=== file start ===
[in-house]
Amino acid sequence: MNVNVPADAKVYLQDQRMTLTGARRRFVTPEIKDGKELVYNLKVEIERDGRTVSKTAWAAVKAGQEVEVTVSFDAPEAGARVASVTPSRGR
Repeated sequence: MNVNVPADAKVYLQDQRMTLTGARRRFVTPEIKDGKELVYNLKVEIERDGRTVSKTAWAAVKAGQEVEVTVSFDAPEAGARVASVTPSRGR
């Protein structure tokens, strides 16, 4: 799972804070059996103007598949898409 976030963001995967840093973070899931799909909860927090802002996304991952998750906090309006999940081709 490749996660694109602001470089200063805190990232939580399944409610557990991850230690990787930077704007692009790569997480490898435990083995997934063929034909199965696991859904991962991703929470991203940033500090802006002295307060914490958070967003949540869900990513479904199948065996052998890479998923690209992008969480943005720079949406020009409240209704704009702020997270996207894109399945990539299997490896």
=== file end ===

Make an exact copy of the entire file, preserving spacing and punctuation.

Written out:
[in-house]
Amino acid sequence: MNVNVPADAKVYLQDQRMTLTGARRRFVTPEIKDGKELVYNLKVEIERDGRTVSKTAWAAVKAGQEVEVTVSFDAPEAGARVASVTPSRGR
Repeated sequence: MNVNVPADAKVYLQDQRMTLTGARRRFVTPEIKDGKELVYNLKVEIERDGRTVSKTAWAAVKAGQEVEVTVSFDAPEAGARVASVTPSRGR
């Protein structure tokens, strides 16, 4: 799972804070059996103007598949898409 976030963001995967840093973070899931799909909860927090802002996304991952998750906090309006999940081709 490749996660694109602001470089200063805190990232939580399944409610557990991850230690990787930077704007692009790569997480490898435990083995997934063929034909199965696991859904991962991703929470991203940033500090802006002295307060914490958070967003949540869900990513479904199948065996052998890479998923690209992008969480943005720079949406020009409240209704704009702020997270996207894109399945990539299997490896």